Can Atheists Find Meaning in Life?

In a recent opinion piece for The Washington Post, Paula Kirby writes about how she and other atheists find meaning and purpose for their lives. As she sees it, their appreciation of life’s meaning comes from a number of sources, including the inherent satisfaction of doing good work and the built-in empathy that is explainable by “psychology and evolutionary biology.” Along the way she contrasts the empathetic and caring approach of the atheist with her own harshly negative stereotypes of Christian belief.

The first place to begin a response is to acknowledge and appreciate Kirby’s stated commitment to relieving suffering by practicing love, empathy, compassion and respecting one another’s “real dignity, as beings with value in our own right.” Fair enough. She has found a meaning in life – and as stated here, I respect her choices.

At the same time, it bears mentioning that Kirby’s characterization of Christians as people “who debase humanity” and of Christianity as an “inherently warped and uncharitable view” does seem to clash with her loving and compassionate approach to all life. It is unclear what motivates Kirby’s bizarre descriptions of Christian belief (e.g., “the hellish pointlessness of heaven”), but whatever her reasons, these accusations come across with a sour and bitter tone. We should all aim for a more respectful way of disagreeing.

On the ideas side, Kirby’s article is largely a response to “a certain kind of believer [who says] that our lives can have no value if we do not believe in their God.” I suppose that you can find a Christian somewhere who says such things, and this is a relatively easy idea to debunk. However, Christian philosophers would hardly say such a thing, and Kirby’s arguments are quite weak when stacked up against serious reflection on the question of how we establish the purpose of life.

As I see it, there are at least two kinds of questions here, one set about what is true, and the other about what is coherent.

Kirby believes that (1) every living being is valuable in their own right, and she is therefore (2) dedicated to a life of love and compassion for all. These beliefs fit together, they are coherent. That is, based on her ontological view – her take on what living beings are like (1 – “they are valuable”) – her ethical perspective makes sense (2 – “we should be compassionate”). Coherence is a good thing. However, the Christian perspective is that, if atheism is true, then these coherent beliefs are false.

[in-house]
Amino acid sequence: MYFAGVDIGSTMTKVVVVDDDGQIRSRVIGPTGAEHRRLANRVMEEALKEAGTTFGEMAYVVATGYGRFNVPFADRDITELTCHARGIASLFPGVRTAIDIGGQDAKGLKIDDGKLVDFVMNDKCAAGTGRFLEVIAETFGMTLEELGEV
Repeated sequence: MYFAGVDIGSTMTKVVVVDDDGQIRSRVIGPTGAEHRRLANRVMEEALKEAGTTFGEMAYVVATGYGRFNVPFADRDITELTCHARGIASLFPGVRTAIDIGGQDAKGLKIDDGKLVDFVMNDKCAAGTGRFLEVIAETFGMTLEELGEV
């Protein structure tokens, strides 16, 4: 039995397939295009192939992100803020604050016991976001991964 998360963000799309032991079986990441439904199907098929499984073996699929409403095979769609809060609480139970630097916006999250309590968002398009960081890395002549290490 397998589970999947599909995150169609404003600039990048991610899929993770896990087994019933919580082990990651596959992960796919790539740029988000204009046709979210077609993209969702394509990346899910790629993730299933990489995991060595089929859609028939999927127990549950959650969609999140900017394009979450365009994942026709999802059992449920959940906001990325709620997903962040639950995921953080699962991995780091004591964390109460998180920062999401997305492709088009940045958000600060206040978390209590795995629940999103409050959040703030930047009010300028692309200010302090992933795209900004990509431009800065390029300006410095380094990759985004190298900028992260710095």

This is a categorically different argument than the weak idea which Paula Kirby attributes to Christians, namely, that “if you believe in atheism, your life has no value.” This argument isn’t about what you believe, it is about what is actually true.

Let’s look at the Christian argument in detail. What Christians are arguing is this:
A: If God does not exist, then there is no purpose to our lives.
Or, alternatively:
B: If God does not exist, then living beings are not valuable.

Why do Christians argue that “if atheism is true, then living beings are not valuable”? Because in the atheist ontology – in the atheist’s big picture of what exists – nothing is real besides matter, energy and space-time. (Here’s how I define atheism). The implication of this is that transcendent concepts like “value,” “purpose,” and “love”, which are by definition not capable of being reduced to arrangements of matter, energy, and space-time, cannot be actually existing entities in a universe as described by atheism. Therefore, if atheism is true, if God does not exist, then living beings are not valuable.

If “humans” are reducible to their constituent parts, then they are no more valuable than any other collection of atoms. If there is no objective standard for value that exists outside of our perceptions of value, then there is no objective way to value humans more highly than very large rocks. If “value” is not a real thing, then living beings are obviously not valuable.

If this argument is right, then whether or not people believe in God is completely irrelevant to the fact that, in reality, there is no such purpose to their life. (I’ve also written a more detailed version of this argument).

We can go one step further than this. Let’s say you are firmly convinced that there is a purpose for our lives. Let’s say you strongly believe that living beings are valuable. Let’s say you believe these things on the basis of different lines of argument and a wide variety of personal experiences.

When we add this statement to the earlier one, we get these two premises:
A: If God does not exist, then there is no purpose to our lives.
A2: There is a purpose for our lives.

What logically follows? The logical deduction is the conclusion, “God exists.” (This is just how the classic modus tollens argument form works. A modus tollens argument looks like this: Premise 1: If P, then Q. Premise 2: Not Q. Conclusion: Therefore not P.)

To conclude, I believe that Kirby rightly affirms many important ontological principles (e.g., human life is valuable) and ethical norms (treat people with love). However, these beliefs, coherent as they are in themselves, are false if atheism is true. (So, on a larger scale, Kirby’s beliefs are also incoherent when she affirms both atheism and the value of human life). By contrast, these statements serve as a key premise for an argument which logically establishes the existence of God.

If you’ve followed my series on Kirby’s op-ed pieces (see here and here), you’re familiar with Kirby’s consistently harsh attacks of Christians. I hope it is also increasingly clear that Kirby’s pieces are also focused on straw man positions, and in fact, some of her beliefs should logically lead her to reject atheism and accept theism.